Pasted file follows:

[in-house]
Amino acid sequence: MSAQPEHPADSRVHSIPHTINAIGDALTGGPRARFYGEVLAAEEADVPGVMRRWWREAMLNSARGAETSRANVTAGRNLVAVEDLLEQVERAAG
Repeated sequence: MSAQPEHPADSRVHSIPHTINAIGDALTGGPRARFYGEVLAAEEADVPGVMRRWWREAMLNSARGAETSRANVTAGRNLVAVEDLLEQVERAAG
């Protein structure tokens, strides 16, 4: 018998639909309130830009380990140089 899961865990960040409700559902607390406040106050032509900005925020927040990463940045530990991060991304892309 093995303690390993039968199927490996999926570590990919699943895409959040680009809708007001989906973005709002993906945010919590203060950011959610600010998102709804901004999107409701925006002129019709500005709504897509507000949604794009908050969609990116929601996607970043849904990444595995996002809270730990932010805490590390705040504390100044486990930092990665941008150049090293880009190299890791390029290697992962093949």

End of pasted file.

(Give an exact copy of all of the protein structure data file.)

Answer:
[in-house]
Amino acid sequence: MSAQPEHPADSRVHSIPHTINAIGDALTGGPRARFYGEVLAAEEADVPGVMRRWWREAMLNSARGAETSRANVTAGRNLVAVEDLLEQVERAAG
Repeated sequence: MSAQPEHPADSRVHSIPHTINAIGDALTGGPRARFYGEVLAAEEADVPGVMRRWWREAMLNSARGAETSRANVTAGRNLVAVEDLLEQVERAAG
């Protein structure tokens, strides 16, 4: 018998639909309130830009380990140089 899961865990960040409700559902607390406040106050032509900005925020927040990463940045530990991060991304892309 093995303690390993039968199927490996999926570590990919699943895409959040680009809708007001989906973005709002993906945010919590203060950011959610600010998102709804901004999107409701925006002129019709500005709504897509507000949604794009908050969609990116929601996607970043849904990444595995996002809270730990932010805490590390705040504390100044486990930092990665941008150049090293880009190299890791390029290697992962093949």